Treasury yields pull back as big economic data releases come into view


U.S. Treasury yields were lower on Wednesday morning as investors brace themselves for two key pieces of economic data in the second half of the week.

At around 3:30 a.m. ET, the yield on the benchmark 10-year Treasury note was down by around 3.7 basis points at 4.1050% and the yield on the 30-year Treasury bond slipped 3.7 basis points to 4.3418%.

Yields move inversely to prices.

Two significant pieces of economic data are on the slate this week: a preliminary fourth-quarter gross domestic product growth figure is due on Thursday, followed by the Commerce Department’s closely watched personal consumption expenditures price index for December on Friday.

Both data points will inform the Federal Reserve as it maps out when and by how much to begin cutting interest rates, which will be a key factor in determining the path of markets and the economy this year.

Focus on rates is likely to ramp up over the coming week, according to Deutsche Bank’s Head of Global Economics Jim Reid, with the Bank of Canada announcing a policy decision on Wednesday, followed by the European Central Bank on Thursday and the Fed on Jan. 31.

“For the Fed, the chance of a cut by March fell to just 38% at the intraday low yesterday, but this rose to 49% at the close, with most of this rise appearing to follow some dovish interview comments by former St Louis Fed President Bullard,” Reid said in an email Wednesday.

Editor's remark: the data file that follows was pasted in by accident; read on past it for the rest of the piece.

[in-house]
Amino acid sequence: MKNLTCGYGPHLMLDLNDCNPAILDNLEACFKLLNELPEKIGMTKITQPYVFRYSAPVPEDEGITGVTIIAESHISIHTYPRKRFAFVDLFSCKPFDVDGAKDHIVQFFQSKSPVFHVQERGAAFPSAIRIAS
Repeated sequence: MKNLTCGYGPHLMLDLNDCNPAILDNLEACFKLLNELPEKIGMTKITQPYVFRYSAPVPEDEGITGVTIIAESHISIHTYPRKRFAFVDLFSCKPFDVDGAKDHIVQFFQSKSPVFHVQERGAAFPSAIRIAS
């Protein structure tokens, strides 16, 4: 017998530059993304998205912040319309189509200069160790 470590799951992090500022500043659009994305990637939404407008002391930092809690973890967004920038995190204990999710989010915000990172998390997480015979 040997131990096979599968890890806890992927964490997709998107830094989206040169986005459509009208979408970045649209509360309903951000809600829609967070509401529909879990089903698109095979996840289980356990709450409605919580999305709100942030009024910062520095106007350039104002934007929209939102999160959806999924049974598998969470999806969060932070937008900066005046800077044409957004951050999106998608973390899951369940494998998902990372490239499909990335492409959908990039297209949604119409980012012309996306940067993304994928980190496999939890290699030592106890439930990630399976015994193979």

“When it comes to 2024 as a whole, 137bps of cuts are now priced in by the December meeting, up from the near-two-month low of 133bps on Monday. So that’s still a sizeable amount of cuts expected this year, particularly in a non-recession scenario, but a notable shift back since the intraday peak on January 12, when 170bps of cuts were priced in for 2024.”

This month’s flash S&P Global flash PMI (purchasing managers’ index) readings, often seen as a reliable gauge of economic activity, are due at 9:45 a.m. ET on Wednesday.

Auctions will be held for $60 billion of 17-week Treasury bills, $61 billion of 5-year notes and $28 billion of 2-year FRNs (floating-rate notes).